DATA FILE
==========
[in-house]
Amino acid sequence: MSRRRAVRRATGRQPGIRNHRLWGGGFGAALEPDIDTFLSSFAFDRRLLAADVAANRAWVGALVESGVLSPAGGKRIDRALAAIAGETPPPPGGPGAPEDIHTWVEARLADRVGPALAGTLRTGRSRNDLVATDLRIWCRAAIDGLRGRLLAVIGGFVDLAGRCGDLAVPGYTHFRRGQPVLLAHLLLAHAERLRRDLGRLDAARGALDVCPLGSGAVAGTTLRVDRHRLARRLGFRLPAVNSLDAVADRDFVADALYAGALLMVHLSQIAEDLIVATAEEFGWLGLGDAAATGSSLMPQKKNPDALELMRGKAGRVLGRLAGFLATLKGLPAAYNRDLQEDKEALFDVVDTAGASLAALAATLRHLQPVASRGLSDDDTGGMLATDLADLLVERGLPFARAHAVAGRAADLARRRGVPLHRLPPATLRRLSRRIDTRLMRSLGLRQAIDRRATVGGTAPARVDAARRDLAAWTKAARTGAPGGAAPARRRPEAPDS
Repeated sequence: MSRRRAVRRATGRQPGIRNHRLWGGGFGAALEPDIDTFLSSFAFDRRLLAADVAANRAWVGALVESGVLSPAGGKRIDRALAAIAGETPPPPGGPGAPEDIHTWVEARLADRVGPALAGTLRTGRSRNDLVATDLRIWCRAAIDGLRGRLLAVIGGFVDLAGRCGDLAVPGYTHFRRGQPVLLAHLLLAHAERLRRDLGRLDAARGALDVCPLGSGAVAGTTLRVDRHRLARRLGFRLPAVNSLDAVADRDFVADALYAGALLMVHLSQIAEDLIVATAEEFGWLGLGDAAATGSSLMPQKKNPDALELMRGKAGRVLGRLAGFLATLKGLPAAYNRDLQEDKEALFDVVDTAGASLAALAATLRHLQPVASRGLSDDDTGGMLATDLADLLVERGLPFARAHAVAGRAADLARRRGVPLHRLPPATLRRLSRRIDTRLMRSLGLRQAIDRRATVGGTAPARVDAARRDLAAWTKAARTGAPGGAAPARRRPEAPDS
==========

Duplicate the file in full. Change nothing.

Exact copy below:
[in-house]
Amino acid sequence: MSRRRAVRRATGRQPGIRNHRLWGGGFGAALEPDIDTFLSSFAFDRRLLAADVAANRAWVGALVESGVLSPAGGKRIDRALAAIAGETPPPPGGPGAPEDIHTWVEARLADRVGPALAGTLRTGRSRNDLVATDLRIWCRAAIDGLRGRLLAVIGGFVDLAGRCGDLAVPGYTHFRRGQPVLLAHLLLAHAERLRRDLGRLDAARGALDVCPLGSGAVAGTTLRVDRHRLARRLGFRLPAVNSLDAVADRDFVADALYAGALLMVHLSQIAEDLIVATAEEFGWLGLGDAAATGSSLMPQKKNPDALELMRGKAGRVLGRLAGFLATLKGLPAAYNRDLQEDKEALFDVVDTAGASLAALAATLRHLQPVASRGLSDDDTGGMLATDLADLLVERGLPFARAHAVAGRAADLARRRGVPLHRLPPATLRRLSRRIDTRLMRSLGLRQAIDRRATVGGTAPARVDAARRDLAAWTKAARTGAPGGAAPARRRPEAPDS
Repeated sequence: MSRRRAVRRATGRQPGIRNHRLWGGGFGAALEPDIDTFLSSFAFDRRLLAADVAANRAWVGALVESGVLSPAGGKRIDRALAAIAGETPPPPGGPGAPEDIHTWVEARLADRVGPALAGTLRTGRSRNDLVATDLRIWCRAAIDGLRGRLLAVIGGFVDLAGRCGDLAVPGYTHFRRGQPVLLAHLLLAHAERLRRDLGRLDAARGALDVCPLGSGAVAGTTLRVDRHRLARRLGFRLPAVNSLDAVADRDFVADALYAGALLMVHLSQIAEDLIVATAEEFGWLGLGDAAATGSSLMPQKKNPDALELMRGKAGRVLGRLAGFLATLKGLPAAYNRDLQEDKEALFDVVDTAGASLAALAATLRHLQPVASRGLSDDDTGGMLATDLADLLVERGLPFARAHAVAGRAADLARRRGVPLHRLPPATLRRLSRRIDTRLMRSLGLRQAIDRRATVGGTAPARVDAARRDLAAWTKAARTGAPGGAAPARRRPEAPDS